Origin of Some Popular English Idioms

Jun 17, 2011 by

Pull someone’s leg

Definition: Joking or fooling with someone.

Origin: To pull someone’s leg had much more sinister overtones when it first came in use. It was originally a method used by thieves to entrap their pedestrians and subsequently rob them. One thief would be assigned ‘tripper up’ duty, and would use different instruments to knock the person to the ground. Luckily, these days the saying is much more friendlier, though being on the end of a joke might not always be fun.


Meeting a deadline

Definition: To finish something by a predetermined time.

Origin: This saying apparently stems from the prison camps during the Civil War, where a line was drawn to demarcate the boundaries for the prisoners. The line became to be known as a deadline because any prisoner who attempted to cross it was shot.


Basket Case

Definition: Someone who is unhinged.

Origin: According to undetermined reports, WW1 soldiers who had lost all their limbs were carried around in baskets. The actual term, ‘basket case’, however was coined by the US military – in denial of this practice – after WW1. In 1919, a bulletin was issued by the U.S. Command on Public Information, making use of the phrase: “The Surgeon General of the Army … denies … that there is any foundation for the stories that have been circulated … of the existence of ‘basket cases’ in our hospitals.”


Eat humble pie

Definition: Act submissively and apologetically, especially in admitting an error.

Origin: In the 14th century, the numbles (or noumbles, nomblys, noubles) was the name given to the heart, liver, entrails etc. of animals – what we now call offal. By the 15th century this had migrated to umbles. There are many references to both words in Old English and Middle English texts from 1330 onward. Umbles were used as an ingredient in pies, especially for the poorer classes in society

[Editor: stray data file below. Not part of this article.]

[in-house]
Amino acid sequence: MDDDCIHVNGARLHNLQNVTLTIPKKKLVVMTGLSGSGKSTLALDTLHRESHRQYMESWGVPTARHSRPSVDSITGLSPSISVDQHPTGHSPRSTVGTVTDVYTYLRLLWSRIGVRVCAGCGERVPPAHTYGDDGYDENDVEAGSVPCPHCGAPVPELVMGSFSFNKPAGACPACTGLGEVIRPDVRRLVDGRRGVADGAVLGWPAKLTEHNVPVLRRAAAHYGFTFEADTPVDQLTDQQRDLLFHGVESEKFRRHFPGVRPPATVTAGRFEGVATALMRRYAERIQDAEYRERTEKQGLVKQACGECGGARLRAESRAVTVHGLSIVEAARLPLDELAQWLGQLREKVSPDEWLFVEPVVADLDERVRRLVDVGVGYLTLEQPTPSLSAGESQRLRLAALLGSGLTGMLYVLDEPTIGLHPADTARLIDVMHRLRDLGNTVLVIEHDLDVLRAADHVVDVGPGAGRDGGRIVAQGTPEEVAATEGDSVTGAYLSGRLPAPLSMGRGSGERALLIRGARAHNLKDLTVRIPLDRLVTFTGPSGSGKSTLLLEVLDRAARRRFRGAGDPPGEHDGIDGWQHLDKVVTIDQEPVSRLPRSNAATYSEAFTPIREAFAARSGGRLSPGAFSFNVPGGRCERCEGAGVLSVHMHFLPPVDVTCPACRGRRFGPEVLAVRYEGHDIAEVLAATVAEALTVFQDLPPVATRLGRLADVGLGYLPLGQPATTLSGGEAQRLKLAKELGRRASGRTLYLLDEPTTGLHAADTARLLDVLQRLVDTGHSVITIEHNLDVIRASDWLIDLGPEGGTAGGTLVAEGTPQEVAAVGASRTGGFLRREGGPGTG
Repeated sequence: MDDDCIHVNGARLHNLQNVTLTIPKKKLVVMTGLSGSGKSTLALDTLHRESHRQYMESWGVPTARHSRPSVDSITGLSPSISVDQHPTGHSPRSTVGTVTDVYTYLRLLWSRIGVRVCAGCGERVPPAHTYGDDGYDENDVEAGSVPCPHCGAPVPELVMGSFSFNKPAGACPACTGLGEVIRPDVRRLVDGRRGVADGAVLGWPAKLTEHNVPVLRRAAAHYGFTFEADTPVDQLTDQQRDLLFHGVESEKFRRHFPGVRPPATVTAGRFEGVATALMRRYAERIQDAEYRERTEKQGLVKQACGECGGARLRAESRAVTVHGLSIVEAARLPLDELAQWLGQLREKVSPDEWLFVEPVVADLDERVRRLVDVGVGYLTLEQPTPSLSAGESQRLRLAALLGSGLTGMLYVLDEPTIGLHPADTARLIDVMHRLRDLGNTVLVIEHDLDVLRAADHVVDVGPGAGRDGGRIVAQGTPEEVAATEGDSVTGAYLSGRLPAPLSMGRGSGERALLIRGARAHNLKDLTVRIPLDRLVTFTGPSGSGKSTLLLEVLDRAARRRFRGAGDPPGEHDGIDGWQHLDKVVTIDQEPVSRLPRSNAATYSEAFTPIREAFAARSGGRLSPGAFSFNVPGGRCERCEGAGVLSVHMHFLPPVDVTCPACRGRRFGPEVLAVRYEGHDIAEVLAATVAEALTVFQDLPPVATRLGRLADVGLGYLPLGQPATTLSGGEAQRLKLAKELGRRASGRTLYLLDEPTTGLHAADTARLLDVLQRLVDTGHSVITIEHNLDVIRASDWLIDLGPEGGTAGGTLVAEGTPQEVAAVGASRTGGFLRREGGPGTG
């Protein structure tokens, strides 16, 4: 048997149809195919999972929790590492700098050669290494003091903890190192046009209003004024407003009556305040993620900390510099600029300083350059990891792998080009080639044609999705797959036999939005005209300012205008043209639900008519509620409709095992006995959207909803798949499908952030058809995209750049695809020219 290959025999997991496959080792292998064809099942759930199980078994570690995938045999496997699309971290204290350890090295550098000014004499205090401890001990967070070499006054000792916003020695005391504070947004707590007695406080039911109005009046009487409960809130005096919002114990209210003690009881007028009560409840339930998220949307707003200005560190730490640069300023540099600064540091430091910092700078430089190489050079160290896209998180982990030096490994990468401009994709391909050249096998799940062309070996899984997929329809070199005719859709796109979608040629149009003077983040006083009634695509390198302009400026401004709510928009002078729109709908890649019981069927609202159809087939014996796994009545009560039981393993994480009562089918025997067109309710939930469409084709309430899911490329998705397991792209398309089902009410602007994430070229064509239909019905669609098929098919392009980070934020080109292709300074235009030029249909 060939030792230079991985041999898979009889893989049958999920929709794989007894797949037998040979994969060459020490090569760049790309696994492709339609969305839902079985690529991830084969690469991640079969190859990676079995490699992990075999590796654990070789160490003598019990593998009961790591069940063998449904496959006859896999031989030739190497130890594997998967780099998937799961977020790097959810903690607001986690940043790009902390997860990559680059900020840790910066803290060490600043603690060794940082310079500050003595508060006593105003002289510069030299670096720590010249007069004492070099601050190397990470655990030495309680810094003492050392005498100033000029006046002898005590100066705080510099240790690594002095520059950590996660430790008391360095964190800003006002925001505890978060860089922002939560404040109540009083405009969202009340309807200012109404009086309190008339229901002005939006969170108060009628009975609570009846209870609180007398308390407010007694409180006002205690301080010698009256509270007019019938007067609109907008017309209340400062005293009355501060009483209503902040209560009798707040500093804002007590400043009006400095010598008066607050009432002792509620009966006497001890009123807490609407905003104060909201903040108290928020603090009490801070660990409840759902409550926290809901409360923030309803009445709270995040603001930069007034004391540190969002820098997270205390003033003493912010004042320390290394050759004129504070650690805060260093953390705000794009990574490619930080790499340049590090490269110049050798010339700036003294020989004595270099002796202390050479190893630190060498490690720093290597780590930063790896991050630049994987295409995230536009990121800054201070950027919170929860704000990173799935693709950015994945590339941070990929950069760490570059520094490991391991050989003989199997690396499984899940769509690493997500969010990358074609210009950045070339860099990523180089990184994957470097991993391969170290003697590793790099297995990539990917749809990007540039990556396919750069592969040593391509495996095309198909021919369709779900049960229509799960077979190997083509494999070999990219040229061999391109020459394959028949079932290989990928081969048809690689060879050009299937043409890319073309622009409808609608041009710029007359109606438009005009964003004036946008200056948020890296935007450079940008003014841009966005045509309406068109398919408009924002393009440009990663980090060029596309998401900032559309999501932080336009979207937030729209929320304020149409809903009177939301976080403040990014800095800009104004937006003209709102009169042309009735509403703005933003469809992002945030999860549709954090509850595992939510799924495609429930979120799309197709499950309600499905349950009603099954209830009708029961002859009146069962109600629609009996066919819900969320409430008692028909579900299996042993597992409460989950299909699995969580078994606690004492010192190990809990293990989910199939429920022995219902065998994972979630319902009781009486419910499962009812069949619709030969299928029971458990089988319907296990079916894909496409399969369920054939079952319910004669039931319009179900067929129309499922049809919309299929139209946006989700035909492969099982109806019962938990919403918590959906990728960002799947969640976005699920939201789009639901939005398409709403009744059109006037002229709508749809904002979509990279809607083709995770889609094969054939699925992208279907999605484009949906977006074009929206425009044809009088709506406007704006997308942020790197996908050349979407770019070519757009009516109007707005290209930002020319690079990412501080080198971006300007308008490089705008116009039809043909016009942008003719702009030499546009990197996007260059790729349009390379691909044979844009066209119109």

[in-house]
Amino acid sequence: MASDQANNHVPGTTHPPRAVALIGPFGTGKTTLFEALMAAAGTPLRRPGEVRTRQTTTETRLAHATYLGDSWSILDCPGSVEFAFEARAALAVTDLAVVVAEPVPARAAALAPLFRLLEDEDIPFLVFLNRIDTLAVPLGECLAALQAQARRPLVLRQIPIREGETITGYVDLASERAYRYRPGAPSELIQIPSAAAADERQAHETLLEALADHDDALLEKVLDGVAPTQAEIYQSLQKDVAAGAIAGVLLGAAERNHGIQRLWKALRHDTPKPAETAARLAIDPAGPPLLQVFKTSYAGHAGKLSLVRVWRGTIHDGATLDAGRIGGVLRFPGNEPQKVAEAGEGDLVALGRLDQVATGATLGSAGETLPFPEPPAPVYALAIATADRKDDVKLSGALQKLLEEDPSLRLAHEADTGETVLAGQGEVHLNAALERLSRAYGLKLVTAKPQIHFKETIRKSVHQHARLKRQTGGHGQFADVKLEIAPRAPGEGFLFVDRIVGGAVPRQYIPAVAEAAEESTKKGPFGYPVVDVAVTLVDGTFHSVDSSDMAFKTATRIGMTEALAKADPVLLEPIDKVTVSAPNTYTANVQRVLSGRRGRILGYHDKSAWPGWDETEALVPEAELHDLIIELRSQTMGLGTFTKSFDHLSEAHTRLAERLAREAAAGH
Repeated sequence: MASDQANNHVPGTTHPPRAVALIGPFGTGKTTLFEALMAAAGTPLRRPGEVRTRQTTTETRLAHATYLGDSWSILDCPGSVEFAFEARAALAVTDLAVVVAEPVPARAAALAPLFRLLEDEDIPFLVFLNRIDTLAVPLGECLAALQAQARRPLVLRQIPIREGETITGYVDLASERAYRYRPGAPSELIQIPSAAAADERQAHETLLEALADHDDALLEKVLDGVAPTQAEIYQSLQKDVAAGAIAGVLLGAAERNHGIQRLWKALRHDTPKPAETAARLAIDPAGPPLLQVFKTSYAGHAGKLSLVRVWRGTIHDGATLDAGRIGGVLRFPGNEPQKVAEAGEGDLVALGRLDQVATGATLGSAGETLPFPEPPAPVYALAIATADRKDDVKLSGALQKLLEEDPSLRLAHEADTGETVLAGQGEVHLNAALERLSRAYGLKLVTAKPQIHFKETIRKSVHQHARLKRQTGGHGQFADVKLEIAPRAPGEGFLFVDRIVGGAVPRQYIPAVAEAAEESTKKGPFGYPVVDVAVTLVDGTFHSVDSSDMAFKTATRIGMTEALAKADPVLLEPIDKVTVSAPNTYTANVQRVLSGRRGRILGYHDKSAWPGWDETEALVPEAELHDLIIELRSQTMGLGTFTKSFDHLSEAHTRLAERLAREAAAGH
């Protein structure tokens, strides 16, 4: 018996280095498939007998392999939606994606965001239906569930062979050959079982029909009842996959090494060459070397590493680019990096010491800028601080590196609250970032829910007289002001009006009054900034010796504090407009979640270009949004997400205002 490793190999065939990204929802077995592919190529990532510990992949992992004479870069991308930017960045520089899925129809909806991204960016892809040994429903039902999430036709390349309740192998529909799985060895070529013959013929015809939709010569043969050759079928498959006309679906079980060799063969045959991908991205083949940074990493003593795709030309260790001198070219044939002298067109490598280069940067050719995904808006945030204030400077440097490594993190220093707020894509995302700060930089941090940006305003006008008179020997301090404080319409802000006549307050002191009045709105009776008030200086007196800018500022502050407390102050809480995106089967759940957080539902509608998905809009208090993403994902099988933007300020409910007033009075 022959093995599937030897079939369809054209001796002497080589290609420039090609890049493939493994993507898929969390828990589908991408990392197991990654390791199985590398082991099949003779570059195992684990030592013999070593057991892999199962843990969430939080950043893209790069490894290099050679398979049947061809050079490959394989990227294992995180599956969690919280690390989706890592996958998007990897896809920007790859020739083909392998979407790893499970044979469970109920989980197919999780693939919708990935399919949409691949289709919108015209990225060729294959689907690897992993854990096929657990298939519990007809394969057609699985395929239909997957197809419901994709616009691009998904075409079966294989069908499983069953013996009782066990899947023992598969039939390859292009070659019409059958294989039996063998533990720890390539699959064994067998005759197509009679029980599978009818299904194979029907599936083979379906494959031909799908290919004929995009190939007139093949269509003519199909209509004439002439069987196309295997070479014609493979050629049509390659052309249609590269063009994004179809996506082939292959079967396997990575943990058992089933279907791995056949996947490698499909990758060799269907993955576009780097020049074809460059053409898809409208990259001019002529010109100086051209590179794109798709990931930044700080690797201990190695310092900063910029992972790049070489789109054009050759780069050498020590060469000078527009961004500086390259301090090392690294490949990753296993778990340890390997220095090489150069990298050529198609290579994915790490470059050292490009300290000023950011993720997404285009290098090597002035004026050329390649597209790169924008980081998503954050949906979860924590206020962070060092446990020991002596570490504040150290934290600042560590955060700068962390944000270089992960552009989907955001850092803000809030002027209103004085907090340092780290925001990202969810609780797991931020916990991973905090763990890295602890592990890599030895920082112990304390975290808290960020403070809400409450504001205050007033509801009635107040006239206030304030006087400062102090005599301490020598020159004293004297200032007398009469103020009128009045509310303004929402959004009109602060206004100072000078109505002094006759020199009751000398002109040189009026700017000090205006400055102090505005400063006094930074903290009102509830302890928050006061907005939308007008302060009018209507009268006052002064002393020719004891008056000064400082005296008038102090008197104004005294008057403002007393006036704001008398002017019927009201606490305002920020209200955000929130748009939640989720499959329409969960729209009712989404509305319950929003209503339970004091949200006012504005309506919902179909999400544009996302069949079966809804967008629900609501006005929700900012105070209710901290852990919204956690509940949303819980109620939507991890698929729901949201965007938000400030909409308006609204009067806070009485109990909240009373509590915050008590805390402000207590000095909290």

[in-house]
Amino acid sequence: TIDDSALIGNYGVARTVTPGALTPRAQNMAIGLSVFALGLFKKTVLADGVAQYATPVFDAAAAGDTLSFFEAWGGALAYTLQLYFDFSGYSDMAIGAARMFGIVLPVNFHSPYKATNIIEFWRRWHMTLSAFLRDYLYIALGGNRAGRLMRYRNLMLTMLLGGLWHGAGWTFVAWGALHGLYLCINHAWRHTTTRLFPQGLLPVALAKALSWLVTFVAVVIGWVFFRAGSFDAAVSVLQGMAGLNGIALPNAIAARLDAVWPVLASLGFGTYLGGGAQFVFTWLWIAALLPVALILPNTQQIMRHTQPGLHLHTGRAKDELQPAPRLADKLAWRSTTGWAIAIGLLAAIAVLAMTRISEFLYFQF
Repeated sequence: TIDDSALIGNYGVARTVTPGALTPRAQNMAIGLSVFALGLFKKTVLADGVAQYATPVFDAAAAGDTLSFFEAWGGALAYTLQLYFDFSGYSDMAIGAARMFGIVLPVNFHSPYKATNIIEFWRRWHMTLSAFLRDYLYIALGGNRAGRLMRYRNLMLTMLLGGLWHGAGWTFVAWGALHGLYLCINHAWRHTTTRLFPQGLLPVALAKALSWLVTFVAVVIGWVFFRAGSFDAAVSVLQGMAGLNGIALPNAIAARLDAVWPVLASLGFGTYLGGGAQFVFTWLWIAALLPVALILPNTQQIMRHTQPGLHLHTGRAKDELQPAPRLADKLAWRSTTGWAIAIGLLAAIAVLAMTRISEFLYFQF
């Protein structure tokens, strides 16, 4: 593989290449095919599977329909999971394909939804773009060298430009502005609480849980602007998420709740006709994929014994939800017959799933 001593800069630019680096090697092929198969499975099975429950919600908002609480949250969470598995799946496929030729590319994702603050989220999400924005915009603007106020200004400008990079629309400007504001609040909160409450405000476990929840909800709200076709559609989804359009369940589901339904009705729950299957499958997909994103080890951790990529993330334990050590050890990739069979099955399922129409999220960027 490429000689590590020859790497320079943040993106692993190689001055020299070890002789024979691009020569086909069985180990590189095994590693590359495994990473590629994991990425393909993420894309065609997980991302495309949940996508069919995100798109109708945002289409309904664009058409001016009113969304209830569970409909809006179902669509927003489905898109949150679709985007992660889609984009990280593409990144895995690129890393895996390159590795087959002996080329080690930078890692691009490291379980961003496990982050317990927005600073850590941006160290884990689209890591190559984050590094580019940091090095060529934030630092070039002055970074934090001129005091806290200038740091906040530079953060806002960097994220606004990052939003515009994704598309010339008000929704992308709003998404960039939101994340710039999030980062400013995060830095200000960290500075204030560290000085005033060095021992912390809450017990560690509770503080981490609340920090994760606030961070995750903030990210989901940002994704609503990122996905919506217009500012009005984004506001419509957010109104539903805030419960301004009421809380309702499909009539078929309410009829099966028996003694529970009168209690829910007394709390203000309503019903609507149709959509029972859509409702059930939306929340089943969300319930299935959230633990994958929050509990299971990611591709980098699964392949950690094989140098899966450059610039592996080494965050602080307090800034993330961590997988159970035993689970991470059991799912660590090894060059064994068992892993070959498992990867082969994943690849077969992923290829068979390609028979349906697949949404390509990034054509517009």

The adjective humble, meaning ‘of lowly rank’ or ‘having a low estimate of oneself’ derived separately from umbles, which derives from Latin and Old French words for loins. (Incidentally, if you feel like girding your loins and aren’t sure exactly where they are, the OED coyly describes them as ‘the parts of the body that should covered with clothing’). The similarity of the sound of the words, and the fact that umble pie was often eaten by those of humble situation could easily have been the reason for ‘eat humble pie’ to have come to have its current idiomatic meaning.


Three sheets to the wind

Definition: Very drunk.

Origin: This phrase has a nautical origin. Sheets are ropes (or occasionally, chains). They’re fixed to the lower corners of sails, to hold them in place. If three sheets are loose and blowing about in the wind then the sails will flap and the boat will lurch about like a drunken sailor.

Sailors at that time had a sliding scale of drunkenness; three sheets was the falling over stage; tipsy was just ‘one sheet in the wind’, or ‘a sheet in the wind’s eye’.


As mad as a hatter

Definition: Completely mad. This is now commonly understood to mean crazy, although the original meaning is unclear and may have meant annoyed.

Origin: Mercury used to be used in the making of hats. This was known to have affected the nervous systems of hatters, causing them to tremble and appear insane. Mercury exposure can cause aggressiveness, mood swings, and anti-social behaviour. Mercury poisoning is still known today as ‘Mad Hatter’s disease’. That said the exact origin of the phrase is still debated.

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